“We believe that location-based VR is the tip of the spear as it were for the entire VR industry. It will get people exposed to how unique this medium can be and also those of us who create it, we are learning the capability as well. It’s the first time that the technology has come together, not just the backpacks the headsets and the tracking, but even the physical optics in a way that we can really learn the vocabulary of this new medium,” Dreamscape CEO Bruce Vaughn told CNBC.
Vaughn says the company’s first move is to get venues opened in key locations, but he is already looking at the prospect of stepping into consumers’ homes.
“Being able to network people from the home is something we are very interested in. So you could be at home and be participating in any of the experiences in our VR locations with other people,” says Vaughn. “You can imagine there is a social aspect to that.”
With AMC as one of the company’s biggest backers, Dreamscape is betting that the synergy between Hollywood and virtual reality will help draw moviegoers. The company says some locations will be standalone locations, while others will be incorporated into AMC theaters.
Veteran film producer Walter Parkes, known for franchises such as “Men in Black,” co-founded Dreamscape with the hope that VR will become as popular as going to the movies.
“I think what’s happening in Hollywood right now, is that the studios sense there is something out there. They also sense there are many reasons for people not to go to movies at theaters: the ability to stream at home, how extraordinary the televisions and sound is. So they are very anxious not only to see VR succeed in and of itself, but also create more energy around places like this that sort of support the communal aspect of film going that is really at the essence of what we do in Hollywood,” Parkes told CNBC.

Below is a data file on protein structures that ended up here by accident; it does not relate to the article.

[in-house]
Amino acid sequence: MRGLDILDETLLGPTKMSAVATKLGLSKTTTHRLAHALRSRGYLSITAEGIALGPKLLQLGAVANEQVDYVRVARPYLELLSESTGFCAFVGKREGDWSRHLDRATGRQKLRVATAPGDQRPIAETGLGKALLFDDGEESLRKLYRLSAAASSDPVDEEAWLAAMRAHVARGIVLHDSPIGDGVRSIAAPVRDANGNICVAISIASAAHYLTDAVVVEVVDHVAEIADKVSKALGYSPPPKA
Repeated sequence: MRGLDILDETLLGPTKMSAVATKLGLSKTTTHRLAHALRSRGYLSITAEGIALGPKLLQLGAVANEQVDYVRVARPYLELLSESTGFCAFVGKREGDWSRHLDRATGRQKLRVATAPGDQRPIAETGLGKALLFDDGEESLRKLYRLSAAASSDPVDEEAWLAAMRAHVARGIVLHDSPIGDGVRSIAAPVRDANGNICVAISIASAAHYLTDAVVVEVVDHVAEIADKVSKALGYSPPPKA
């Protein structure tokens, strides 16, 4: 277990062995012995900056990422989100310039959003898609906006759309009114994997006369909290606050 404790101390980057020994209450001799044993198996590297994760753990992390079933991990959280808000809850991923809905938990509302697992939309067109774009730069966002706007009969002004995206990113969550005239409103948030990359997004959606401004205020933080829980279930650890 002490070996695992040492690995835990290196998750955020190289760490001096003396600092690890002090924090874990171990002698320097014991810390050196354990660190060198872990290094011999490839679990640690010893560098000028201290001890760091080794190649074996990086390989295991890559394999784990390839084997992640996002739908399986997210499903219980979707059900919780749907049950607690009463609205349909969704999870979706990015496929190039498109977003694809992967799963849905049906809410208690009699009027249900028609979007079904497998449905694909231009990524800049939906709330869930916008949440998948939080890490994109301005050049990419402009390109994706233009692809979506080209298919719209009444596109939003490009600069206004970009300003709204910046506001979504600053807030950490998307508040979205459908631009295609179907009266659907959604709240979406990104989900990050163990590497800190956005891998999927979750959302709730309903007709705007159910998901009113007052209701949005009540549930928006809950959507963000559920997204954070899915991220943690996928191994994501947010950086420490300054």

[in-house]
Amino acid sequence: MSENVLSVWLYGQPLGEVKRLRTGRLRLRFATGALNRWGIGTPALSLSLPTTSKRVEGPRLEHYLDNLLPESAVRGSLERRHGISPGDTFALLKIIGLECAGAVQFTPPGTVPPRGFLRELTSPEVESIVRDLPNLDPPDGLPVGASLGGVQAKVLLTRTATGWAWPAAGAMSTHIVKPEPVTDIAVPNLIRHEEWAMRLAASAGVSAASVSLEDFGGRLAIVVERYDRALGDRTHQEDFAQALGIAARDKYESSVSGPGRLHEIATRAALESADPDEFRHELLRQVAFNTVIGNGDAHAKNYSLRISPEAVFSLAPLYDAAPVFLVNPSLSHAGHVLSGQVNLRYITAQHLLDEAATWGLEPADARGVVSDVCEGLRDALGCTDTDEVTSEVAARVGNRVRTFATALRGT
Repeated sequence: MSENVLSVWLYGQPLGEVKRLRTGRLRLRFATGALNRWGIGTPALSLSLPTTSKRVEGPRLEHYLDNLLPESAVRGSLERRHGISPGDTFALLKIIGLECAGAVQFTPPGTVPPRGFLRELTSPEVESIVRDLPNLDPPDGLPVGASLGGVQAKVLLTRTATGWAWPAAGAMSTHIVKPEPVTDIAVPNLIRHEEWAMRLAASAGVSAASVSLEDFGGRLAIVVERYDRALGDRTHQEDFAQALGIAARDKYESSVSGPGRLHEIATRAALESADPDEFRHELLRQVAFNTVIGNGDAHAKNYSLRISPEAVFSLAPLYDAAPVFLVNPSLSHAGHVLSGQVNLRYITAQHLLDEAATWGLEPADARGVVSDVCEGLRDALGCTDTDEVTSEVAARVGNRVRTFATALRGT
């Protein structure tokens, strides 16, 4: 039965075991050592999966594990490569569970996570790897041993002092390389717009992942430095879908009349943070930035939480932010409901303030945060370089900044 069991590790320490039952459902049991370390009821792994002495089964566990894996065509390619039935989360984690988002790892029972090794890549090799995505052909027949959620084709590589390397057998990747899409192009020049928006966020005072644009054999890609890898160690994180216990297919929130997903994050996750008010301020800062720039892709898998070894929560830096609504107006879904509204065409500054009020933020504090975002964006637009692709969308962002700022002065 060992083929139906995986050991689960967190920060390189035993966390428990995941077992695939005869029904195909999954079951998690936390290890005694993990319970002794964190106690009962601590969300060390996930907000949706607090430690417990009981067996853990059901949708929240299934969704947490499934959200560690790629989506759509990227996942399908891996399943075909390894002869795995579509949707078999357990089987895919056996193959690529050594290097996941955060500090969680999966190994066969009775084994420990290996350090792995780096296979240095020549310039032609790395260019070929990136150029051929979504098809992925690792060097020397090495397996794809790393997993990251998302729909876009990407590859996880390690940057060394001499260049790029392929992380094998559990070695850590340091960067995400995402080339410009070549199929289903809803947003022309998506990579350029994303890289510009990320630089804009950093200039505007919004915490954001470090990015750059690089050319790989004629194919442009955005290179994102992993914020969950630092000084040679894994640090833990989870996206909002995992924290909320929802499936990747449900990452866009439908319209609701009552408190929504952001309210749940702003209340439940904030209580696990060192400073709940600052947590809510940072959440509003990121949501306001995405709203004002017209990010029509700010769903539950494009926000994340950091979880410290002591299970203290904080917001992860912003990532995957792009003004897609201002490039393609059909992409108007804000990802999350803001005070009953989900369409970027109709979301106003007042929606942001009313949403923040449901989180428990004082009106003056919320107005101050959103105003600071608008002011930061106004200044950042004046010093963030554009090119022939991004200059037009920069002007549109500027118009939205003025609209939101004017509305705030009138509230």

Dreamscape is part of a larger trend of start-ups building out physical retail VR locations. SPACES, backed by Comcast Ventures, recently opened a new “Terminator Salvation” VR experience at one of Southern California’s largest malls in Irvine. And The Void, which Disney invested in through its incubator program, is expanding to 17 locations this year, featuring a virtual Star Wars experience.
Disclosure: Comcast Ventures is part of Comcast, which is also the parent company of NBCUniversal and CNBC.